By Evelyn Gan

The idea of having Jesus Film in the languages of Peninsular Malaysia was planted in our hearts and watered by invitations, requests, realizations, partnerships, funds and hard work… and lots of food and laughter.

We witnessed and experienced God’s hand as He put together a jigsaw puzzle of people, dreams, calling and schedules. During the time of no travel because of Covid 19, I had attended an online workshop on Oral Translation Strategies. Jon, a staff of introduced a software called “Revela” – it enables oral translation of the Jesus Film script. (Traditionally, the Gospel of Luke is translated first before doing the Jesus Film, but with this software, one could straightaway translate the Jesus Film.) Then I was asked by another organization that only does Jesus Film to check their Jesus Films.

Early this year, a staff of for South East Asia contacted Wycliffe Malaysia to ask if we could help in a Jesus Film project in another country. While this project has not happened, the seed was planted in prepared soil.

Why Jesus Film now? Well, most of our Wycliffe Malaysia members assigned to the home office have orality training and experience which fits well with the oral translation approach used in Revela. It is a short-term project with an end product that pastors can use to teach and disciple. And it will help the language community and churches to decide if they want more Scripture in their language.

After a flurry of emails and several Zoom meetings, we began a partnership with to train translation facilitators and it was Jon who came with his team to train not only members of Wycliffe Malaysia but also members of other organizations in Indonesia and Singapore. After the training, we travelled to Kuantan to launch 4 Jesus Film projects in the Kenyah, Semelai, Jakun and *Tekun languages.

The translators that came are a diverse group of people; the youngest is 17 and the oldest in the 40s, some had primary school education and others university degrees. Amongst them are pastors, job seekers, content maker, pharmacist etc. – all giving up their time to translate the Jesus Film for their people. In spite of their diversity, they were all united in wanting to get the job done. Some had, when introducing themselves, said that they were forced to come, but there weren’t any hints of reluctance when the workshop started and all throughout the 2 weeks.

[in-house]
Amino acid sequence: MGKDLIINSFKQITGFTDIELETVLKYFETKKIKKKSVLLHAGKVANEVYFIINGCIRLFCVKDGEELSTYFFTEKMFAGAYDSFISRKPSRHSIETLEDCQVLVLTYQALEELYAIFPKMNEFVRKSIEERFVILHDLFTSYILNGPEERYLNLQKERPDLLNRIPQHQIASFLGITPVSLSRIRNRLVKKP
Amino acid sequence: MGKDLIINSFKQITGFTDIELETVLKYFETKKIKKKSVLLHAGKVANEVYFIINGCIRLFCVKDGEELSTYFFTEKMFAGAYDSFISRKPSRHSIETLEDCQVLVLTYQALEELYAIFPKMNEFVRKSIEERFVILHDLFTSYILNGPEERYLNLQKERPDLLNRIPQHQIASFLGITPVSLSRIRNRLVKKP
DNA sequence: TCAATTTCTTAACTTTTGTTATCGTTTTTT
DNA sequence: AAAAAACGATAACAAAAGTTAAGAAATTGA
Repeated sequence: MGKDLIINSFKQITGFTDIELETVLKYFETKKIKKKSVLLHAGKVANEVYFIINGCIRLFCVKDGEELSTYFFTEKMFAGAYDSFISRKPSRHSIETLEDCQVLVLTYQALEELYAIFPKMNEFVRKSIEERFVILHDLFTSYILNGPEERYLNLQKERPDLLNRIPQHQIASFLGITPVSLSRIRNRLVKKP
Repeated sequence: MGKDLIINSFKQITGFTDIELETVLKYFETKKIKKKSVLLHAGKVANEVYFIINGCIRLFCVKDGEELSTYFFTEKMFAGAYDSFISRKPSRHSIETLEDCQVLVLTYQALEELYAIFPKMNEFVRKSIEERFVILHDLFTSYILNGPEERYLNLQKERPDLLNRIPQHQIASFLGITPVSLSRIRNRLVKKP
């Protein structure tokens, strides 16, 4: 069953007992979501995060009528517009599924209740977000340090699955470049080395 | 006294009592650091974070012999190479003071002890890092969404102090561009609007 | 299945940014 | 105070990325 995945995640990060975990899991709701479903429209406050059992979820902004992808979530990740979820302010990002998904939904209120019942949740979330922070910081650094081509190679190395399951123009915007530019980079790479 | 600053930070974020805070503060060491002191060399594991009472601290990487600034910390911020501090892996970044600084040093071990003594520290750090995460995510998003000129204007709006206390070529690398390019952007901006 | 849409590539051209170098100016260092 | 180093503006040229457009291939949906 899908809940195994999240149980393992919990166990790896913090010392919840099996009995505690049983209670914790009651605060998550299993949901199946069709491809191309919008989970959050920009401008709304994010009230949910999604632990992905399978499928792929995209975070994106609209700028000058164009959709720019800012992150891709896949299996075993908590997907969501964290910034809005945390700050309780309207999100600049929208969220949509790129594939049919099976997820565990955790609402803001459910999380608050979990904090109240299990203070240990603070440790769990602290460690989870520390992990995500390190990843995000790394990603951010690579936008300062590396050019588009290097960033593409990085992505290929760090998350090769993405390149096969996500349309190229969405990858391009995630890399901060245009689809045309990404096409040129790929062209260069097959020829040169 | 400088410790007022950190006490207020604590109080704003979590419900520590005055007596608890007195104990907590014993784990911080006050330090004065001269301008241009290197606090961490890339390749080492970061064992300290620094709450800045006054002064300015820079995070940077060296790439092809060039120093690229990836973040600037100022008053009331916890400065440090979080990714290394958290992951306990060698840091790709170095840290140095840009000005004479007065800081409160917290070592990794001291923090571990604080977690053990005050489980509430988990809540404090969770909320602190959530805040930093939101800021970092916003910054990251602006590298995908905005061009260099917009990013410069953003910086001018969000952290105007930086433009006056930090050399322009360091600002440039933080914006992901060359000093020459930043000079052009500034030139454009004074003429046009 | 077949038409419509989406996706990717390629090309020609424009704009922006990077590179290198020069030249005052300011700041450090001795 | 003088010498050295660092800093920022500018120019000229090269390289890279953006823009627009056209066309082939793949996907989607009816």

We, the Wycliffe staff, were very blessed by the translators who showed us how the body of Christ is. Each playing their part, the strong encouraging the weak, we were certainly reminded of the Unity and diversity of His Body in 1 Corinthians 12.

Each day started with devotions based on a scene from the Jesus Film. We learnt and explored the scene until we became familiar with it using different techniques such as retelling as a group, drama etc. We were actually also digging into His Word and learning more about our God as we discussed together guided by questions from the devotions leader.

In the first week, we had teaching sessions on doing translations, using the computer and the software. The staff modeled each and every step of the translation process, showing and repeating, and the teams started working on their translations with their facilitators. There are 72 scenes in the Jesus Film; some shorter, others longer, some easier to translate and others more challenging. The teams started on the shorter and easier to translate scenes.

In the second week, the team spent most of their time working in their teams on the translation. Some of the teams had the opportunity to check their translation with people from their village. Then each team had to fill in a timeline document which includes how much translation they plan to do in the months following the workshop, when they hope to complete translating and checking all the scenes, when they plan for the consultant to come check their Jesus Film and also when they are ready for the recording of the voices of 22 actors who will lend their voices to the Jesus Film.

During the second week also, several translators took turn to lead devotions using scenes from the Jesus Film. While devotion isn’t new to them, the oral approach and engaging everyone in the group were ways that were unfamiliar. The pastors were excited that they now have a different way of getting their people to learn about God. They did struggle in holding back from telling and being the ones with the answers, but instead the pastors learnt to give opportunity to others to share what God was teaching them in each scene. This oral way of doing devotions can be done in Bible study using audio Bibles or passages of orally translated Scripture and Bible stories.

On the last day of the workshop was spent with reminders of the translation process, the homework that the teams have to do, a debriefing of sorts and a big lunch. It was a little sad to say good bye, but it was obvious that everyone was glad for the two weeks of fellowship.

Now the teams are back in the different places and back to their own ministries, jobs, studies and job search. All will have to work hard at translating while being busy with their other responsibilities.

For the Wycliffe Malaysia members, we give glory to God for the opportunity to learn and to be a part of these different language groups as they translate the Jesus Film. We thank God for each other and the opportunity to work together as this is the first two week workshop with so many of us involved. We are excited to see God’s plan unfold as Wycliffe Malaysia continues to partner in more translation projects to bring God Word in the heart language to more people groups.